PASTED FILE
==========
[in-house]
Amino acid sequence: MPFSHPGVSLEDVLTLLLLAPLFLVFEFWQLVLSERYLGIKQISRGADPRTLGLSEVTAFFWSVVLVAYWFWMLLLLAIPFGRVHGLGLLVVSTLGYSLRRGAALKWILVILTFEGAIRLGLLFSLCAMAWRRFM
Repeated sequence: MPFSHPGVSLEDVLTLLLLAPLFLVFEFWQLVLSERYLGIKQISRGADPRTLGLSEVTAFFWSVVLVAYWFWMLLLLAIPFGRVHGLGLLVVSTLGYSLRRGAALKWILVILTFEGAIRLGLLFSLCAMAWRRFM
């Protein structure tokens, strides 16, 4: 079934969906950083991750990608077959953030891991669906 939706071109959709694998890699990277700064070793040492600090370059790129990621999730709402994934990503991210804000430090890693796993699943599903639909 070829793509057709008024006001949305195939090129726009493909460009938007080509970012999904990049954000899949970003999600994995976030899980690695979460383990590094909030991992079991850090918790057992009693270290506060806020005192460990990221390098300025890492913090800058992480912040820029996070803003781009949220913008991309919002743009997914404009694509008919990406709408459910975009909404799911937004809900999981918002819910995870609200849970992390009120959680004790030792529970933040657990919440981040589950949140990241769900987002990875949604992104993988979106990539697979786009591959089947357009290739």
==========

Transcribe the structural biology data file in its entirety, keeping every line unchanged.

[in-house]
Amino acid sequence: MPFSHPGVSLEDVLTLLLLAPLFLVFEFWQLVLSERYLGIKQISRGADPRTLGLSEVTAFFWSVVLVAYWFWMLLLLAIPFGRVHGLGLLVVSTLGYSLRRGAALKWILVILTFEGAIRLGLLFSLCAMAWRRFM
Repeated sequence: MPFSHPGVSLEDVLTLLLLAPLFLVFEFWQLVLSERYLGIKQISRGADPRTLGLSEVTAFFWSVVLVAYWFWMLLLLAIPFGRVHGLGLLVVSTLGYSLRRGAALKWILVILTFEGAIRLGLLFSLCAMAWRRFM
């Protein structure tokens, strides 16, 4: 079934969906950083991750990608077959953030891991669906 939706071109959709694998890699990277700064070793040492600090370059790129990621999730709402994934990503991210804000430090890693796993699943599903639909 070829793509057709008024006001949305195939090129726009493909460009938007080509970012999904990049954000899949970003999600994995976030899980690695979460383990590094909030991992079991850090918790057992009693270290506060806020005192460990990221390098300025890492913090800058992480912040820029996070803003781009949220913008991309919002743009997914404009694509008919990406709408459910975009909404799911937004809900999981918002819910995870609200849970992390009120959680004790030792529970933040657990919440981040589950949140990241769900987002990875949604992104993988979106990539697979786009591959089947357009290739």